LSU forward Angel Reese (10) shows Iowa guard Caitlin Clark (22) her ring finger LSU forward Angel Reese (10) shows Iowa guard Caitlin Clark (22) her ring finger during final seconds of the NCAA Women’s National Championship basketball game in Dallas, Sunday, April 2, 2023. Hawks22 Jpg Syndication Hawkcentral

As the clock wound down Sunday and the LSU Tigers were assured of victory over the Iowa Hawkeyes in the 2023 women’s national championship game, Angel Reese went out of her way to give Caitlin Clark a taste of her own medicine, showing off her ring finger and throwing the “you can’t see me” gesture as she followed Clark across the court.

It was a moment made for Twitter. Or perhaps more aptly, it was the kind of moment where Twitter reminds you why it’s such an efficient nightmare factory. Immediate reactions are met by hot takes, which are then hit with reactions, which cause a backlash, everything gets recalibrated through context, and the cycle churns until the conversation burns out.

Was Angel Reese disrespectful and a sore winner? Was this just part of a give-and-take between star competitors? Is it cut and dry or is there nuance here? Perhaps most importantly, is this issue black-and-white, or is it Black or white?

The sports media world spent the rest of its day drawing battle lines for and against Reese, as well as what this moment stood for in the larger context of sportsmanship, competition, and “class.”

There are two pieces of important context at the heart of every reaction to what happened on Sunday.

First, it didn’t happen in a vacuum. Clark did the “you can’t see me” gesture while putting up huge numbers against Louisville in the Elite Eight. It went viral. There are probably people falling all over themselves to tell you they thought it was disrespectful at the time but, by and large, the reaction to Clark’s antics was pretty positive. Hell, even John Cena himself loved it.

Clark has also dished out some other gestures over the course of the last few games. Along with playing to the crowd at various points, she dismissively waived her hand at South Carolina’s Raven Johnson in the Final Four. Again, the reactions were mostly positive and about how “savage” it was, though LSU certainly took notice.

The point is not to say that Clark should have been admonished more for her taunts and gestures, but simply to note that the reaction was pretty positive across the board.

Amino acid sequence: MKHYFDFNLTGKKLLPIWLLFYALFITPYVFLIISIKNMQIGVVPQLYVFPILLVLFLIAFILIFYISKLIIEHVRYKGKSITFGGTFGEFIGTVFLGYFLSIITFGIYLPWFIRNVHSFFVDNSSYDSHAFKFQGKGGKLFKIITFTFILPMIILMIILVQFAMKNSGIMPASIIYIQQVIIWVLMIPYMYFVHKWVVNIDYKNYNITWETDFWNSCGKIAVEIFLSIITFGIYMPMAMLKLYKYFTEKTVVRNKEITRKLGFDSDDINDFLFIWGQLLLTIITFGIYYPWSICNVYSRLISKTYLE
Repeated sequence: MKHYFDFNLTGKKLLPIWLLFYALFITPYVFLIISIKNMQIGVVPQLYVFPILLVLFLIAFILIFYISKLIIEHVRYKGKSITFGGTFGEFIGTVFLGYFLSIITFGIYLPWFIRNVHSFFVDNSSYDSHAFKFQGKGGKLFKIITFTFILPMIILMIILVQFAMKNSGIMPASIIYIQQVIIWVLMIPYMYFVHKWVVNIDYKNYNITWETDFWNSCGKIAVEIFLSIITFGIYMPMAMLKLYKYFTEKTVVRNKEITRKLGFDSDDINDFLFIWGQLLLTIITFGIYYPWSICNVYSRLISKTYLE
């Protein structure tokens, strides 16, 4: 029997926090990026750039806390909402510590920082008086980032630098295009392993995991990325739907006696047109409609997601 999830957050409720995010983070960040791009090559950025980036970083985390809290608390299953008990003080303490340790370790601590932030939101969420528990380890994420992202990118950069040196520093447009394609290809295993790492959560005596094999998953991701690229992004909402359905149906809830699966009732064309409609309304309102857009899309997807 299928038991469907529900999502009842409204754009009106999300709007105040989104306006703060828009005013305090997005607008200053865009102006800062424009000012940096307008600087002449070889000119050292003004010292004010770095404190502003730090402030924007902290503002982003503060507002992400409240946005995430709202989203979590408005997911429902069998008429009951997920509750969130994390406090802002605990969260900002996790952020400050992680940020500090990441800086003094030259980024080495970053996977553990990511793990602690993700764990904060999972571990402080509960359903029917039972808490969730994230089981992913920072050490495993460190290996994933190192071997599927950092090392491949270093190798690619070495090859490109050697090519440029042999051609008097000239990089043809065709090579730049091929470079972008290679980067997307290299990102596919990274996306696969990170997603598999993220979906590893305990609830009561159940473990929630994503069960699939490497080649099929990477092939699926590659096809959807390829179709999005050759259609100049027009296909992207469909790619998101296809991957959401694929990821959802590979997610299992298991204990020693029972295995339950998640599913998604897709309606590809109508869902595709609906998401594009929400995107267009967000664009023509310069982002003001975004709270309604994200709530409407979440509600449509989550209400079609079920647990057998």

The second piece of critical context is that Reese is Black and Clark is white, as you probably ascertained on your own. And that’s important because we’re literally days away from South Carolina’s Dawn Staley pushing back on media narratives that her team of predominantly Black players is made up of “bar fighters” and “thugs” because of their style of play.

And now, two days later, certain corners of the internet and sports media world are losing their minds over something the Black player did once even though the white player has been taunting her opponents with reckless abandon for weeks now.

And so, when certain hot takes from the sports media world started making themselves known on Twitter and elsewhere, it was pretty apparent that they lacked at least one, if not both, pieces of context (and in some cases, perhaps purposefully).

Setting aside the irony of these old men on opposite sides of the political spectrum coming together to publicly call a 20-year-old woman “a fucking idiot” and “classless piece of shit,” this kind of kneejerk reaction seemed like a classic trap of taking a moment free of context and assigning whatever values you think it violates. To say nothing of the values these men purport to represent.

And it was hard not to notice the reaction these kinds of takes received from the sports media world.

Twitter Main Character Energy aside, there was also room in the sports media world to point out the double standard that seemed to be in play for Reese and how it fits into the larger discussion around women’s college basketball right now.

And then there was Pablo Torre who, along with making a great case for blood feuds between great athletes, also pointed out that, had Iowa won, Clark probably would have done the same thing, leaving us all to wonder if that would have been met with the same reaction.

Of course, both Clark and Reese praised one another after the game and Clark doesn’t seem to be bothered by the gesture. So what does it mean, in the end? The gesture itself ends up being a pretty benign moment. The reaction to the gesture becomes the thing. And we get to learn a little bit about who understands context, who doesn’t, and who decides to make the moment about them either way.


About Sean Keeley

Along with writing for Awful Announcing and The Comeback, Sean is the Editorial Strategy Director for Comeback Media. Previously, he created the Syracuse blog Troy Nunes Is An Absolute Magician and wrote 'How To Grow An Orange: The Right Way to Brainwash Your Child Into Rooting for Syracuse.' He has also written non-Syracuse-related things for SB Nation, Curbed, and other outlets. He currently lives in Seattle where he is complaining about bagels. Send tips/comments/complaints to